Gum Disease: What You and Your Dentist Need to Discuss

  • Posted on: Feb 28 2018

Periodontal Treatment Grand Rapids MIWhen you see the dentist, it can feel like the majority of the attention is on your teeth. Historically, this was the focus of dentistry. Today, though, we know that it is also necessary to observe the soft tissue in the mouth. Dental exams have expanded from observing the visible portion of teeth to assessing areas beneath the gums (thanks to x-rays) to evaluating teeth, roots, and also the gums and other soft tissues. This pattern of examination is followed because we want to catch indications of gum inflammation as early as possible.

The Progression of Disease

One of the details that are now discussed in dentistry is how the mouth affects the body. Gum disease, in particular, has become a mitigating factor in a person’s risk for heart disease and complications with chronic conditions like diabetes. This disease isn’t always the disease, though. Initially, gum disease is nothing more than inflammation and risk. We call this inflammation gingivitis, and we work quickly to remove bacteria from teeth and gums to halt the progression of inflammation into full-blown infection.

The latter two stages of gum disease involve the tissue beneath the gums. Periodontitis is an infection in superficial tissue around teeth, and it involves deterioration of gum structure, which puts teeth at risk. Advanced periodontitis is a deep infection that may reach the jawbone. When the disease has reached either of these stages, our objective becomes management. There is no cure.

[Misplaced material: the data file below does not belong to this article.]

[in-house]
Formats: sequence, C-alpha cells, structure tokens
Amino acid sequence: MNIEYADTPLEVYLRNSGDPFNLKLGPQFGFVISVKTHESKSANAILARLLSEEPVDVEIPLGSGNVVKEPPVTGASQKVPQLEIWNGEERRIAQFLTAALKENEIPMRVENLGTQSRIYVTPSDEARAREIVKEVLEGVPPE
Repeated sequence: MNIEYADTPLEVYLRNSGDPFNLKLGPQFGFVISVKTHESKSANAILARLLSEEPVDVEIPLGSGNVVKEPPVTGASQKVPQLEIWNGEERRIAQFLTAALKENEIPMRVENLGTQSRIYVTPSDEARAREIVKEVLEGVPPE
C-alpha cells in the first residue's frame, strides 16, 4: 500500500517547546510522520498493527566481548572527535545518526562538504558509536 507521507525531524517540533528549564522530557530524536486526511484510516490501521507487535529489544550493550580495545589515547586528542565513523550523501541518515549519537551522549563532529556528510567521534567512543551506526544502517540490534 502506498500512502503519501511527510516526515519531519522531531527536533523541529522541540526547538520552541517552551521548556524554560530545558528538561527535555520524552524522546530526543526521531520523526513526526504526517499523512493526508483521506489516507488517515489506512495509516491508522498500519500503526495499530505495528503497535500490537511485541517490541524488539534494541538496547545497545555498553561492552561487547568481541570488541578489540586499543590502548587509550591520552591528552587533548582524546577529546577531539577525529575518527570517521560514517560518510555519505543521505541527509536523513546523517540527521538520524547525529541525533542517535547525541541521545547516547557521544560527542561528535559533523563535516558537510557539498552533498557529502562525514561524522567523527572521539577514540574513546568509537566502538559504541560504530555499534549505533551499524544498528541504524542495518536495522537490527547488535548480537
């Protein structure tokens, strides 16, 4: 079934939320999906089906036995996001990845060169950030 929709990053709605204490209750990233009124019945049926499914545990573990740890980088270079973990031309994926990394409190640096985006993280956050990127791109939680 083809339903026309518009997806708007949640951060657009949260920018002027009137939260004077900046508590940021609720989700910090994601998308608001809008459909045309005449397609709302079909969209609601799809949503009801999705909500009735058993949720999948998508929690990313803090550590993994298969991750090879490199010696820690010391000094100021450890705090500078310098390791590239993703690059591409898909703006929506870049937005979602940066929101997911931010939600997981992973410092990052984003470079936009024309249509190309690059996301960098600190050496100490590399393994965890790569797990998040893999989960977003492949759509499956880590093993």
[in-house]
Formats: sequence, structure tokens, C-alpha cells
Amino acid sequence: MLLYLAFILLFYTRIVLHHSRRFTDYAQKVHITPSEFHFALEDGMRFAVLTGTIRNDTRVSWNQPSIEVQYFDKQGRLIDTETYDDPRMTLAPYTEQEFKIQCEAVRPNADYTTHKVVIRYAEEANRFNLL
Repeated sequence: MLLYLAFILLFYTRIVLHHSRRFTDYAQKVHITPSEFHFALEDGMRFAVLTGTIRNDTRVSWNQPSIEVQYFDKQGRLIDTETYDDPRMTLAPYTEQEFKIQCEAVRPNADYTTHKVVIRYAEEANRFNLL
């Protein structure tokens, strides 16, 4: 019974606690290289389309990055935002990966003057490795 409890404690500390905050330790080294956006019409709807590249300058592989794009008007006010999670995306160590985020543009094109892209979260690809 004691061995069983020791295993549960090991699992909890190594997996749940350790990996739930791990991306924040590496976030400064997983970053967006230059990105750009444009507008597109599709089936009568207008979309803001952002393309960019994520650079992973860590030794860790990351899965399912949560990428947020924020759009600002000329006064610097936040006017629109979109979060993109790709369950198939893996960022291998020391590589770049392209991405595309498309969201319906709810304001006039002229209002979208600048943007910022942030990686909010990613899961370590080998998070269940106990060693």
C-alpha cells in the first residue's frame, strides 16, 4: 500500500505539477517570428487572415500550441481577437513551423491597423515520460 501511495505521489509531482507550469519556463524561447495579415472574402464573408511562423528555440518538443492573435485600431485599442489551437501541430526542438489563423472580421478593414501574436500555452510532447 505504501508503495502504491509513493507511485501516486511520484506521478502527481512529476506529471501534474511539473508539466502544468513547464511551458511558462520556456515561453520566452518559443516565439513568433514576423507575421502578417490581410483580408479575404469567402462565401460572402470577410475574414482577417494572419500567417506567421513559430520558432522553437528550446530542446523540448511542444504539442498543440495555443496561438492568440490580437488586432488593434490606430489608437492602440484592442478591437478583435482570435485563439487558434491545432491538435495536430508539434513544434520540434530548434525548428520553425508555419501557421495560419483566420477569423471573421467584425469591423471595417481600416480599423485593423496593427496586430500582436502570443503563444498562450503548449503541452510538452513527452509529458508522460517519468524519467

What You and Your Dentist Need to Know

Your dentist draws conclusions about your general state of oral health through observation. However, there are important details that only you can provide. These include:

  • Your family history. If you are aware of issues like gum disease or early tooth loss in close family members, you want to let your dentist know. It is possible that genetics factor into gum disease risk.
  • General health matters. Patients with ongoing health conditions like diabetes or autoimmune disease are susceptible to infection. In such cases, we may want to examine and clean teeth more frequently.
  • Your stress levels. Sometimes, we can detect ongoing stress through signs like excessive tooth wear or fractures. We’d rather not find out like this, though. If you tend to feel stressed and anxious, talk with your dentist. Also, explore ways to reduce stress, such as taking a daily walk or listening to relaxing music before bed.
  • Your habits. You should tell your dentist if you smoke or use tobacco products. It is also important that we know if you chew on hard objects or clench your jaw. These are factors that relate to gum disease, and factors we may be able to combat specific strategies.

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Posted in: Periodontal Treatment